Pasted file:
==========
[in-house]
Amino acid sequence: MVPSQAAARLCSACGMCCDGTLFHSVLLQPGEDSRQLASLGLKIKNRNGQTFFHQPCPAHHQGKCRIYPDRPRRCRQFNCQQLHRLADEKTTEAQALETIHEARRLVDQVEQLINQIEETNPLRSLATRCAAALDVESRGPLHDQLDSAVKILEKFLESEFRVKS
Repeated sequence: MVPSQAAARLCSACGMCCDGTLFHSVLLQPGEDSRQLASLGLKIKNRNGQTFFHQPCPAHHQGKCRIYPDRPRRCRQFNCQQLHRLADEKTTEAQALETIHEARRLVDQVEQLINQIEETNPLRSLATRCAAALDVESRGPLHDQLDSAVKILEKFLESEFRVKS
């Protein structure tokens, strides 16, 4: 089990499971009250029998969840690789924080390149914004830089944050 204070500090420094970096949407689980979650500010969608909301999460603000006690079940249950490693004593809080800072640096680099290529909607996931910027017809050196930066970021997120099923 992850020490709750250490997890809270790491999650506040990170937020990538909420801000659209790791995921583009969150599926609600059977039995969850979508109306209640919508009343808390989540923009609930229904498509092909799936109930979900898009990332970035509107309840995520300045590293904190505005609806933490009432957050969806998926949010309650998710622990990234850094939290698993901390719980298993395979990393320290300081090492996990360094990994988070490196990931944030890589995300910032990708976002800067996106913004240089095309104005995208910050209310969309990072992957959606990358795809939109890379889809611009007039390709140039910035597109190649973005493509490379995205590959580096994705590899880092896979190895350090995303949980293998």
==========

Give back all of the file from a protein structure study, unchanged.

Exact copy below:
[in-house]
Amino acid sequence: MVPSQAAARLCSACGMCCDGTLFHSVLLQPGEDSRQLASLGLKIKNRNGQTFFHQPCPAHHQGKCRIYPDRPRRCRQFNCQQLHRLADEKTTEAQALETIHEARRLVDQVEQLINQIEETNPLRSLATRCAAALDVESRGPLHDQLDSAVKILEKFLESEFRVKS
Repeated sequence: MVPSQAAARLCSACGMCCDGTLFHSVLLQPGEDSRQLASLGLKIKNRNGQTFFHQPCPAHHQGKCRIYPDRPRRCRQFNCQQLHRLADEKTTEAQALETIHEARRLVDQVEQLINQIEETNPLRSLATRCAAALDVESRGPLHDQLDSAVKILEKFLESEFRVKS
């Protein structure tokens, strides 16, 4: 089990499971009250029998969840690789924080390149914004830089944050 204070500090420094970096949407689980979650500010969608909301999460603000006690079940249950490693004593809080800072640096680099290529909607996931910027017809050196930066970021997120099923 992850020490709750250490997890809270790491999650506040990170937020990538909420801000659209790791995921583009969150599926609600059977039995969850979508109306209640919508009343808390989540923009609930229904498509092909799936109930979900898009990332970035509107309840995520300045590293904190505005609806933490009432957050969806998926949010309650998710622990990234850094939290698993901390719980298993395979990393320290300081090492996990360094990994988070490196990931944030890589995300910032990708976002800067996106913004240089095309104005995208910050209310969309990072992957959606990358795809939109890379889809611009007039390709140039910035597109190649973005493509490379995205590959580096994705590899880092896979190895350090995303949980293998």